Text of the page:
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Baker Administration, Mass League of Community Health Centers to Launch Public Awareness Campaign

In partnership with the Mass League of Community Health Centers, the Baker-Polito Administration today announced an upcoming new COVID-19 public awareness campaign, “New Tools, New Rules – Same Great Care.”

Community Health Centers throughout the Commonwealth are open and accepting patients, and this campaign encourages residents to continue to seek care for their medical conditions and reminds individuals not to delay treatment as a result of the COVID-19 public health emergency.

In addition to implementing additional, onsite safety protocols, many Community Health Centers have introduced and expanded telehealth care options. Furthermore, MassHealth contracts with three telehealth providers to offer additional support for members with questions about symptoms that might be related to COVID-19.

Featuring diverse patients with common conditions such as asthma, diabetes and pregnancy, these ads will run for free on WCVB in the Greater Boston area and on WWLP-22News and The CW Springfield in Western Massachusetts.

Digital video advertisements on Facebook will be in English, Spanish and other languages, and will specifically target regions with the highest populations of families in need of services.

Last week, the Baker-Polito Administration announced an expansion of its initiative to boost testing in community health centers across the Commonwealth.

The Baker-Polito Administration will continue to update the public on developments related to COVID-19. Residents can visit www.mass.gov/covid19 for the latest information, call 2-1-1 with questions, and subscribe to text-alerts by texting “COVIDMA” or “COVIDMAESP” (for Spanish alerts) to 888-777.




FDA Authorizes First Antigen Test to Help in the Rapid Detection of the Virus that Causes COVID-19

The following is attributed to FDA Commissioner Stephen M. Hahn, M.D. and Jeff Shuren, M.D., director of FDA’s Center for Devices and Radiological Health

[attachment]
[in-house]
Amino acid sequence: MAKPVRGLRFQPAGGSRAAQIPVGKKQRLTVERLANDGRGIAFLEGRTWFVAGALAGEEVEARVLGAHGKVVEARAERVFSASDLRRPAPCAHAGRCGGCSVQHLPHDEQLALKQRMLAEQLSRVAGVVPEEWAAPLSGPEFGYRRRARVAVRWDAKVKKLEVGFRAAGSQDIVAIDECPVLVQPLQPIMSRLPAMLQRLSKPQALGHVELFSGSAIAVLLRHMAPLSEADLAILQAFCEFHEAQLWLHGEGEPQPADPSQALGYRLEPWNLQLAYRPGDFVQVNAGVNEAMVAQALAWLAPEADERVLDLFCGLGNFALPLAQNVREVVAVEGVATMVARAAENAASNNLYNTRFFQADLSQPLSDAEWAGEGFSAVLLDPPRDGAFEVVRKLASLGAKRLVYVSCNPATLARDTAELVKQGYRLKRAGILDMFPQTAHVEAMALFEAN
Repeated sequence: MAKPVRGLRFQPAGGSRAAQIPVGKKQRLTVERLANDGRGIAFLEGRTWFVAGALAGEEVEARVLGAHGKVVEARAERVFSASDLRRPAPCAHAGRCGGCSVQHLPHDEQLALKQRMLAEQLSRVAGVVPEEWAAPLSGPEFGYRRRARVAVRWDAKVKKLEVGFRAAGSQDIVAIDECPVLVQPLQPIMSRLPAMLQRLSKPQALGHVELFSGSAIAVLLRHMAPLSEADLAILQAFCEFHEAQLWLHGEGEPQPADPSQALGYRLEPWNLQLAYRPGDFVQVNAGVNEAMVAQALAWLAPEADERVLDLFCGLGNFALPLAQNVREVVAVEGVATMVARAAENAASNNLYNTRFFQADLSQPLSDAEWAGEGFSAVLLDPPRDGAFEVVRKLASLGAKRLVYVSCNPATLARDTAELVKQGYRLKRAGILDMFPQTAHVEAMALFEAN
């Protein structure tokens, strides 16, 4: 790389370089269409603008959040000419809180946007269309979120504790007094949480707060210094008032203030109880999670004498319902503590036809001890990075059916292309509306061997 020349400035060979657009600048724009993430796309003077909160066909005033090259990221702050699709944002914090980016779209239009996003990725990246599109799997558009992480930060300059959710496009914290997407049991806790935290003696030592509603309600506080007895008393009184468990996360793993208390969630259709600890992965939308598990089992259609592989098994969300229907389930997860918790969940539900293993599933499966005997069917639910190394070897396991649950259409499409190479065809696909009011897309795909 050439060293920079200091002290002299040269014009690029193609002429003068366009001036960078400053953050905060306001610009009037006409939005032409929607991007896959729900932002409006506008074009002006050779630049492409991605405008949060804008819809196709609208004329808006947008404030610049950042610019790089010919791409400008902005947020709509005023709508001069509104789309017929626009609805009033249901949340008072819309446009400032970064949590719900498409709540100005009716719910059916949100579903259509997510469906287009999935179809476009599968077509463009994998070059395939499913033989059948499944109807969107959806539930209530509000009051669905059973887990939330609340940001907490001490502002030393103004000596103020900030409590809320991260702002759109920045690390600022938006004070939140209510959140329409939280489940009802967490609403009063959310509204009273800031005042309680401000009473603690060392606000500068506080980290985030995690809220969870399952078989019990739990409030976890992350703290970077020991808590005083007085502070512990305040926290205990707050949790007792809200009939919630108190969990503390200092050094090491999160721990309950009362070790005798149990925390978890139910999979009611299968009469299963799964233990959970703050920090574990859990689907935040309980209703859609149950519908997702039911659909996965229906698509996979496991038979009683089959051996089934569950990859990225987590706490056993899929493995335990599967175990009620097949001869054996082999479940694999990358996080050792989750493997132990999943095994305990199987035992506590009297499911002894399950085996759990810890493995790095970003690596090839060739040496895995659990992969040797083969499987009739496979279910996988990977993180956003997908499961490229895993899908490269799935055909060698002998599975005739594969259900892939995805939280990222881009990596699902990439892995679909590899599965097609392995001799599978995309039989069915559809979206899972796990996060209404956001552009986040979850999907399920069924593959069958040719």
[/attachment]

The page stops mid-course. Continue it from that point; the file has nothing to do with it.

The U.S. Food and Drug Administration has issued the first emergency use authorization (EUA) for a COVID-19 antigen test, a new category of tests for use in the ongoing pandemic. These diagnostic tests quickly detect fragments of proteins found on or within the virus by testing samples collected from the nasal cavity using swabs. The EUA was issued late Friday to Quidel Corporation for the Sofia 2 SARS Antigen FIA. This test is authorized for use in high and moderate complexity laboratories certified by Clinical Laboratory Improvement Amendments (CLIA), as well as for point-of-care testing by facilities operating under a CLIA Certificate of Waiver.

Diagnostic testing is one of the pillars of our nation’s response to COVID-19 and the FDA continues to take actions to help make these critical products available, including by issuing EUAs. During this pandemic, there have been two types of tests for which the FDA has issued EUAs. One type are polymerase chain reaction (PCR) tests, a molecular diagnostic testing technique that detects the genetic material from the virus and can help diagnose an active COVID-19 infection. The other type are serological tests that look for antibodies to the virus, which can help identify individuals who have developed an adaptive immune response to the virus, as part of either an active infection or a prior infection (serological, or antibody, tests should not be used to diagnose active infection).